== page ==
Now that you know how to sync your camera with your flash, my photography tip for today is to meter for the background. Say you are taking a portrait of your subject at the beach right at sunset. The common thing to do is have your subject pose with the sun in the background - this causes a strong back-lighting situation, so adding a fill flash will be the wise thing to do. Before posing your subject, consider using your on-board camera to meter for the kind of sunset you want and follow these steps:

  1. Set your camera to shutter priority mode (you set the shutter speed manually and your camera selects the aperture & ISO for you) and select a SS that will sync with your camera & flash.   
  2. Fill the frame of your camera with just the horizon (no model). 
  3. Adjust the exposure up or down using exposure compensation
  4. Once you find a shot you like, review the image and take a reading of your Exposure Triangle: ISO, Aperture and SS.
  5. Set your camera to Manual Mode to mirror the settings in step #4. Once you set it you can simply forget it and worry about composition (the key reason why I shoot in manual)
  6. Pose your model and let the TTL Flash expose your subject. 
  7. Adjust the strength of your flash by adjusting Flash Compensation Up/Down. Some cameras have Flash Compensation built into the camera when using a proprietary unit. If you are like me and use third party flashes, you will have to adjust the flash compensation on the speedlight itself.
Unless you want a completely black background (what I wanted in this photo), then you will most definitely want to meter for the background first and then consider adding the light. 
You may be wondering why I meter for the background first and not the subject. Before I knew anything about flash and the exposure triangle, I would get frustrated with my built in flash especially when used at night. My eyes can see the colorful lights and ambiance, but the moment I fire the flash the background goes to black and my subjects look like they’ve been hit with a spotlight. By metering for the background first, you provide context to the picture which makes for a more compelling image. Next time you find yourself at an interesting location, remember to meter for the background first. I hope this helps and please let me know if you have any questions.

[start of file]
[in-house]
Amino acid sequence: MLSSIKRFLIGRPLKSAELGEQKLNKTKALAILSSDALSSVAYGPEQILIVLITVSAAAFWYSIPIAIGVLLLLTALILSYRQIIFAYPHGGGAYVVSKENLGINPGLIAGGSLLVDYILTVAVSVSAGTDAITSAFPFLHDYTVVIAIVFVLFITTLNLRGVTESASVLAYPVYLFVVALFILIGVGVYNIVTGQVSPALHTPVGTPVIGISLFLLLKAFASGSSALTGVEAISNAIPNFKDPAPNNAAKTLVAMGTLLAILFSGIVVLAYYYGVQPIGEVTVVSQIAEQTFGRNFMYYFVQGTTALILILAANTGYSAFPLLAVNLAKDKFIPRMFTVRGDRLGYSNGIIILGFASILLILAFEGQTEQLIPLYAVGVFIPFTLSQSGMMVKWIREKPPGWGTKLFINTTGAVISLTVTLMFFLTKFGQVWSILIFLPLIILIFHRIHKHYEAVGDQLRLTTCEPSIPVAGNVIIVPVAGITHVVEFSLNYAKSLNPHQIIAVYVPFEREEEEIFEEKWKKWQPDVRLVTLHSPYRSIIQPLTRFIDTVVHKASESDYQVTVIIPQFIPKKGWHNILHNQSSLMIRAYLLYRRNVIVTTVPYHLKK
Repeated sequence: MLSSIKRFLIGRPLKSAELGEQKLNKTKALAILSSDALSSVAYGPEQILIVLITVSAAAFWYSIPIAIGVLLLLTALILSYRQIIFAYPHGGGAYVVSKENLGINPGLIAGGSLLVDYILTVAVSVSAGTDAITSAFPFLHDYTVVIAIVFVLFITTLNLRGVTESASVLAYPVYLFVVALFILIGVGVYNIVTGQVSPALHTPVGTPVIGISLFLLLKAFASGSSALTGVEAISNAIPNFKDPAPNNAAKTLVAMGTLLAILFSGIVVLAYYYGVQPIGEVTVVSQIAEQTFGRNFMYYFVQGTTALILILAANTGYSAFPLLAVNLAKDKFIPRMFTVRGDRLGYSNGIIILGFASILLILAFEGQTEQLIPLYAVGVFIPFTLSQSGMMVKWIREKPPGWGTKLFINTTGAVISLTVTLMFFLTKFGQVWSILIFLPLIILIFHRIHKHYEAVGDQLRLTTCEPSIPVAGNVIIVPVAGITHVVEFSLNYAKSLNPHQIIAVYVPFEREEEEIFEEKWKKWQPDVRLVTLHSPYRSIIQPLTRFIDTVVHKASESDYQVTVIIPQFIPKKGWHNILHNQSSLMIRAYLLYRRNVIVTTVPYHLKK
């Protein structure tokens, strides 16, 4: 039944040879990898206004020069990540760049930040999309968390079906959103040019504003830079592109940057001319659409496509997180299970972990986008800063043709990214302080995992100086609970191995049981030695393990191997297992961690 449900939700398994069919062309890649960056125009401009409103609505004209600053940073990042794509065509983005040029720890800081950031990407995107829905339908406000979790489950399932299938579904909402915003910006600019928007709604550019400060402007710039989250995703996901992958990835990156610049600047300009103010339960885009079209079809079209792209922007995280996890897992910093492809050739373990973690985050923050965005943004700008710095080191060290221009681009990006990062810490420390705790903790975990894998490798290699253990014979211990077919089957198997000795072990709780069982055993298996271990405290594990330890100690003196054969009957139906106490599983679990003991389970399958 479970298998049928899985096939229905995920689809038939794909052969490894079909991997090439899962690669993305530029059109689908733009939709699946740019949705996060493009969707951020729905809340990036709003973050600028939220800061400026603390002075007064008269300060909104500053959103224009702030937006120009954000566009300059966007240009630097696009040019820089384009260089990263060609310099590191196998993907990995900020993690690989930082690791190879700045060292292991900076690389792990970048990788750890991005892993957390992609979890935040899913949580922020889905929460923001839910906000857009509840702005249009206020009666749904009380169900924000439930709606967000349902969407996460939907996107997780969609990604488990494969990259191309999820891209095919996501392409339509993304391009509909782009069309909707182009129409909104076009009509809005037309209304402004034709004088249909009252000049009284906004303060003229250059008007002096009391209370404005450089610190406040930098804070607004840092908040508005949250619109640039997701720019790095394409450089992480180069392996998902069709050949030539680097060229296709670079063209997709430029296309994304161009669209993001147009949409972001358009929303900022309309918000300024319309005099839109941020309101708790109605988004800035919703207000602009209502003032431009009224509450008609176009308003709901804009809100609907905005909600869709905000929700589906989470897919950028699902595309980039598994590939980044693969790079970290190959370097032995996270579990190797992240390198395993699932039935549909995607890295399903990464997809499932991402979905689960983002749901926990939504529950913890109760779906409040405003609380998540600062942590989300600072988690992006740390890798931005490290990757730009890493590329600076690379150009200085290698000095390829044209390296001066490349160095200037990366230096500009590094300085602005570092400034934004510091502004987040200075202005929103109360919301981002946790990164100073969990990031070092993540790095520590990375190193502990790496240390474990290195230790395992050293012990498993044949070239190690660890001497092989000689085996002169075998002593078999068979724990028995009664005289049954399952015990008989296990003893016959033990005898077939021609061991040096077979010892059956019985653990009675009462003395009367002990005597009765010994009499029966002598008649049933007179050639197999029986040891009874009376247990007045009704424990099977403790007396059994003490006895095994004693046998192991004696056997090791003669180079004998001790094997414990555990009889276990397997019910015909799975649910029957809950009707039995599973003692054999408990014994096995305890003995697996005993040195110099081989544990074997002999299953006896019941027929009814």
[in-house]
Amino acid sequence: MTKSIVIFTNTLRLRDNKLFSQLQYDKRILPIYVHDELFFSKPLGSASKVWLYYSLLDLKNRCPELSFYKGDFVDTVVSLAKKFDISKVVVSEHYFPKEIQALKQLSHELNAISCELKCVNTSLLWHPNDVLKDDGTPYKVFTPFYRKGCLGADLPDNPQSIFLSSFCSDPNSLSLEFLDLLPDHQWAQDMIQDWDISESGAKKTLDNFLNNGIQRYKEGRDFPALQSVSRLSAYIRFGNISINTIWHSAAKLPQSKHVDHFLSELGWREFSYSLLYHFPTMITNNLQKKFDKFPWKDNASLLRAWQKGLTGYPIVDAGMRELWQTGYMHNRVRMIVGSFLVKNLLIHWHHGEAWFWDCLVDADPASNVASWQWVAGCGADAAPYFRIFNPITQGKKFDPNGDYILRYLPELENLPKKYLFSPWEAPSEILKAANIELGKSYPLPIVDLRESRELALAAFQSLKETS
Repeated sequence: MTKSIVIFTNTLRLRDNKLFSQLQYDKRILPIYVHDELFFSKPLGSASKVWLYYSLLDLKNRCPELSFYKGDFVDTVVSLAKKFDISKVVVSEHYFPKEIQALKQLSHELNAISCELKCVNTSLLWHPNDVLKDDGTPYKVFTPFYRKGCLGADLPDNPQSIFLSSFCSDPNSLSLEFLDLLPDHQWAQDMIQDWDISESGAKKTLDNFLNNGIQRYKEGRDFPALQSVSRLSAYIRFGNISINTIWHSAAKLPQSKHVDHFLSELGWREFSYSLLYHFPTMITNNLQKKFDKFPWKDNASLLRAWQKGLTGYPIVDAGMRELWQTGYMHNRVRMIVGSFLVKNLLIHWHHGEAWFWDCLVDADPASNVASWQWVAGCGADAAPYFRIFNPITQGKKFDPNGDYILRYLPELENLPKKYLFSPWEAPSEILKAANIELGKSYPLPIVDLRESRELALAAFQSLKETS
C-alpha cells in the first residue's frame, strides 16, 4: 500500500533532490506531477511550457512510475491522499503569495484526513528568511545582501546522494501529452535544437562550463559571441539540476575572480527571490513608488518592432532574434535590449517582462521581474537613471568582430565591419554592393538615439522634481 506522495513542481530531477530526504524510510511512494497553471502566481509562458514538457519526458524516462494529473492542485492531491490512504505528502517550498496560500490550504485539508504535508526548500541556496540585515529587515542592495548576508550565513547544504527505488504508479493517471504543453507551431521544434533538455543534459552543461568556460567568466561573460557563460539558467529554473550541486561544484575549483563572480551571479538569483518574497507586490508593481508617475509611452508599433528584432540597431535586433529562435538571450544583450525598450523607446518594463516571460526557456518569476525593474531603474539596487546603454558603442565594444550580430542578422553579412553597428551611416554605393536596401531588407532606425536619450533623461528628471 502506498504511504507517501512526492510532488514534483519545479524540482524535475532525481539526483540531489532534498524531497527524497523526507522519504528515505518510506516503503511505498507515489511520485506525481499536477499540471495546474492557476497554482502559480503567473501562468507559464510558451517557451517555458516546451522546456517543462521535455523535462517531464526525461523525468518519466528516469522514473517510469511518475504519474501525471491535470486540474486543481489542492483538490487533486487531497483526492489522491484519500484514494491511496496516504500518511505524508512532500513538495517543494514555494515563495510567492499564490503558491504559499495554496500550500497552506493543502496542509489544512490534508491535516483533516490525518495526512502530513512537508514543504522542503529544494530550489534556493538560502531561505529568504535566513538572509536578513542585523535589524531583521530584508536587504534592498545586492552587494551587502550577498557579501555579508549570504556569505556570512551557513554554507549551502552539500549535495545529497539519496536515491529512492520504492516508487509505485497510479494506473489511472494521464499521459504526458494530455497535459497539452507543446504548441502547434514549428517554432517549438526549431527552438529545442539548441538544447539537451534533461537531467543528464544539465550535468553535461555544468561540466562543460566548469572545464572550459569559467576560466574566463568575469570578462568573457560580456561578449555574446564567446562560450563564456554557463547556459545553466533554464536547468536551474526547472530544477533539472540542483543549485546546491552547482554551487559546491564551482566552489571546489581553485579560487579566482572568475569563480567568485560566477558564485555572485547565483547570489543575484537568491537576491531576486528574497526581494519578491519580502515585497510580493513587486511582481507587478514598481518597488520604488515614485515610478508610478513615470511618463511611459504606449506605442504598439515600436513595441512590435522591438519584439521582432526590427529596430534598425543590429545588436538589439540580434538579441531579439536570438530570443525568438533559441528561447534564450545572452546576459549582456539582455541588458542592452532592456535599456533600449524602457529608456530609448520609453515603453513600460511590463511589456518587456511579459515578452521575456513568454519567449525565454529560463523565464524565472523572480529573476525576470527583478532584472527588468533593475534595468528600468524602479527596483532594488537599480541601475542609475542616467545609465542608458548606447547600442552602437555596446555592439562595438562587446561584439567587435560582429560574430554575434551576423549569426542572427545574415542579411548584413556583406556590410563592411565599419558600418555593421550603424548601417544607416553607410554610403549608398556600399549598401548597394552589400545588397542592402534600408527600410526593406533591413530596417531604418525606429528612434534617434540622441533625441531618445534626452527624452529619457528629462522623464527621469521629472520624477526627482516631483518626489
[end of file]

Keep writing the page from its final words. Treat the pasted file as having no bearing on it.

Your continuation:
So say we all,

Dino



Below is some useful information about the FL-600r  (see our review HERE) and flash sync speeds with cameras I use frequently.



OMD E-M1: The Olympus OMD E-M1 is stated to sync at 1/320th. I can confirm that most of my flashes can in fact sync at this speed. When I use monolights, I tend to drop it down to 1/250th to make sure I don't get the black bands. 

OMD E-M5: While sharing the same sensor as the E-M1, the E-M5 has a flash sync of 1/250th. 


PEN E-P5: A smaller, EVF-less version of the E-M5 and has a flash sync speed of 1/320th. It was one of the selling points of the E-P5 and I can confirm it works .


Sony Alpha A7: Touted for having sync speed of 1/250th (a selling point over the A7r which can only do 1/160th of a second) does not sync at this shutter speed. All my flashes show a distinct black band on the upper half of the frame. You can get away with 1/200th with some cropping, but images are cleanest at 1/160th.